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    • squeaky
    • By squeaky 30th Aug 05, 6:23 PM
    • 13,808 Posts
    • 15,843 Thanks
    squeaky
    • #2
    • 30th Aug 05, 6:23 PM
    • #2
    • 30th Aug 05, 6:23 PM
    You can cook it and then freeze it. But, of course, you can't then defrost and freeze a second time - so make sure you put layers of something between slices or wrap them separately or in serving sized bunches.

    Hi, I'm a Board Guide on the Old Style and the Consumer Rights boards which means I'm a volunteer to help the boards run smoothly and can move and merge posts there. Board guides are not moderators and don't read every post. If you spot an inappropriate or illegal post then please report it to forumteam@moneysavingexpert.com. It is not part of my role to deal with reportable posts. Any views are mine and are not the official line of MoneySavingExpert.

    Never ascribe to malice that which is adequately explained by incompetence.
    DTFAC: Y.T.D = £5.20 Apr £0.50
    • Curry Queen
    • By Curry Queen 31st Aug 05, 7:39 AM
    • 5,482 Posts
    • 3,081 Thanks
    Curry Queen
    • #3
    • 31st Aug 05, 7:39 AM
    • #3
    • 31st Aug 05, 7:39 AM
    As black pudding is already a cooked product I'm not sure it would be wise to cook it further then re-freeze it if you plan to re-heat it again to eat :confused:

    You don't have to eat it just for breakfast though as it also goes very well with pork, lamb and fish dishes and fruits such as rhubarb, apple, plums etc. I have a recipe book somewhere called Black Pudding and Rhubarb and it has some yummy recipes in. Will see if I can dig it out later. I've added it to casseroles, stir-fried it with pork and apple and also made a spanish type sausage casserole using black pudding and chorizo. Will see if I can find the recipes for you later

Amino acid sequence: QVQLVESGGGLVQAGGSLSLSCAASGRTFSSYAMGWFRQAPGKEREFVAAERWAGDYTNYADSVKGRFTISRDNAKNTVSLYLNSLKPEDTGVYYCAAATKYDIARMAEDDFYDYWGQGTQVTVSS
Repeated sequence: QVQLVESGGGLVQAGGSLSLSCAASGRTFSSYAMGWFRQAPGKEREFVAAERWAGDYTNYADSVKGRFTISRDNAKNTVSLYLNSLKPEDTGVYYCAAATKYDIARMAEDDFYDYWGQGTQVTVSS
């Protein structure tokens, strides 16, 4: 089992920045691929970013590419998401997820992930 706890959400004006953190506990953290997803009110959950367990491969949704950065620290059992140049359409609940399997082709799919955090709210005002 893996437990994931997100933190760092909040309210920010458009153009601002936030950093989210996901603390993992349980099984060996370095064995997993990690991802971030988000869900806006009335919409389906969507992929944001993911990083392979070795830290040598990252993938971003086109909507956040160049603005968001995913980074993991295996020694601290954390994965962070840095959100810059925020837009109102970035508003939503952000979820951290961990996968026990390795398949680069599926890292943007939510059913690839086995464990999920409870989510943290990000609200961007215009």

Edit: forgot to add that it will keep for a week or so in the fridge defrosted, assuming it was fresh when you froze it, so you don't have to eat it all in one go
    "An Ye Harm None, Do What Ye Will"
    ~
    It is that what you do, good or bad,
    will come back to you three times as strong!

  • tr3mor
    • #4
    • 31st Aug 05, 7:49 AM
    • #4
    • 31st Aug 05, 7:49 AM
    Mashed Potato with Black Pudding mashed into it is really nice! Just cook the BP as usual and then mash it up with your potatoes/milk/butter...
  • albreda
    • #5
    • 31st Aug 05, 7:54 AM
    • #5
    • 31st Aug 05, 7:54 AM
    Ahh...Black Pudding...

    Our chip shop does big deep fried black puddings, and big deep fried haggis....so nice, so so nice....
    • squeaky
    • By squeaky 31st Aug 05, 8:38 AM
    • 13,808 Posts
    • 15,843 Thanks
    squeaky
    • #6
    • 31st Aug 05, 8:38 AM
    • #6
    • 31st Aug 05, 8:38 AM
    As black pudding is already a cooked product I'm not sure it would be wise to cook it further then re-freeze it if you plan to re-heat it again to eat :confused:
    by Curry_Queen
    Eek YES! I had forgotten it's already cooked. Naughty me.

    Thanks C_Q
    Hi, I'm a Board Guide on the Old Style and the Consumer Rights boards which means I'm a volunteer to help the boards run smoothly and can move and merge posts there. Board guides are not moderators and don't read every post. If you spot an inappropriate or illegal post then please report it to forumteam@moneysavingexpert.com. It is not part of my role to deal with reportable posts. Any views are mine and are not the official line of MoneySavingExpert.

    Never ascribe to malice that which is adequately explained by incompetence.
    DTFAC: Y.T.D = £5.20 Apr £0.50
    • mah_jong
    • By mah_jong 31st Aug 05, 8:23 PM
    • 1,278 Posts
    • 682 Thanks
    mah_jong
    • #7
    • 31st Aug 05, 8:23 PM
    • #7
    • 31st Aug 05, 8:23 PM
    ASnyone any ideas what I can do with a large Black pudding (Scottish one)?

    I foolishly sliced some of it and froze the rest ( I live in England now).